JackTrip App 1.9.0

What’s New?

  • Hear yourself better than ever
  • Easier to update devices settings
  • Cleaner audio with loss concealment

Hear yourself better than ever

It’s easier to make music with other people when you are able to find just the right balance between how loudly you hear yourself and how loudly you hear other people in the studio. We’ve made this a lot easier by introducing a new “Monitor” volume slider.

The Monitor volume slider controls how loudly you hear yourself. It can be set uniquely for every participant, and does not include any network latency. The “Studio” volume slider controls how loudly you hear everyone else in the studio. Use them together to find that perfect balance. Both of these change only what you hear, not how other people hear you.

The “Send” (or “Input”) volume slider adjusts how loudly other people in the studio hear you. We’ve added tooltips next to all three to help remind you what each one does. For convenience, you can also change any of these within the web interface by clicking on the three dots next to the microphone icon.

We previously recommended using a feature called “Self Volume” to adjust this balance. The “Self” was admittedly a bit misleading because it was a shared slider that impacted all participants in the studio. To help reduce confusion, we have renamed it to “Studio Loopback Volume.”

Unlike Monitor volume, Studio Loopback Volume also includes any additional network latency and soundscapes processing effects. This can be useful for testing, and some people find the additional delay/echo to help them adjust to network latency, but we now generally recommend that you set this to 0 (the default) and use the Monitor volume feature instead.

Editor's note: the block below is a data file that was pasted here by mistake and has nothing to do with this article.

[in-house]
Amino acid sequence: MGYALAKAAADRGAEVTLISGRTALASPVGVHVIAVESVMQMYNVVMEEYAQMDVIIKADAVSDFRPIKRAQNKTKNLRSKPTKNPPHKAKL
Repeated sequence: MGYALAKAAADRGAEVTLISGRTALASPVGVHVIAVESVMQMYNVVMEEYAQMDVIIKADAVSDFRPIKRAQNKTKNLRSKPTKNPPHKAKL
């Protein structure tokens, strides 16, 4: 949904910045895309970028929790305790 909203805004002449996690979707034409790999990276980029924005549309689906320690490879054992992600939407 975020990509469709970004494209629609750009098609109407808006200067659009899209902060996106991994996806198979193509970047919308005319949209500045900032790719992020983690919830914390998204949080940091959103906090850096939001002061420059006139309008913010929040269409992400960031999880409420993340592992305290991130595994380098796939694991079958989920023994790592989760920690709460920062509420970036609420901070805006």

Easier to update devices settings

Have you ever joined a studio and realized that your sound is coming out of the wrong interface? We have found that people often mistakenly join studios using their speakers, and this creates a disturbing echo effect for everyone else. To fix this, you used to have to leave the studio, go into the desktop app settings, change your device, save settings, and re-Join the studio. No longer! Just click the “Change Device Settings” button and make any changes you need, without ever having to leave.

Cleaner audio with loss concealment

When your connection drops audio, other people can sometimes hear it as static, pops, clicks or other audio glitches. JackTrip’s loss concealment feature uses AI to improve the audio signal for less-than-perfect Internet connections. In most cases it makes these inaudible. We believe that this feature provides a better sounding audio experience for most people.

For loss concealment to be most effective, it has to be enabled on both the studio and the desktop app. A few months ago, we introduced loss concealment and made it the default “buffer strategy” setting for all new virtual studios. Older studios can easily enable it via the “Settings” tab.

With 1.9.0 we’re also enabling loss concealment by default for all new installations of the desktop app. This setting is not updated automatically when you upgrade. If you’re upgrading from an earlier release, you can enable it from the “Advanced” section of the “Settings” menu.

This release also includes many additional bug fixes, including improved support for Linux, Universal binary builds for Macs, and ASIO improvements for Windows.


The Monitor volume feature is a simple, local digital monitor. The latency you hear from it is the amount introduced by your audio interface and drivers (only), without any networking involved. This also makes it a great way to test, troubleshoot, and optimize your setup. Just turn the studio output volume all the way down, and your monitor volume slider up (be careful to use headphones or you will create feedback!)

If the latency you hear is distracting, it’s time to look for a better audio interface. All modern interfaces should generate a nearly imperceptible amount (about 5ms or less, with some like UA’s Apollo boasting only about 1ms).

Here are a few great audio interfaces that I have tested and reviewed: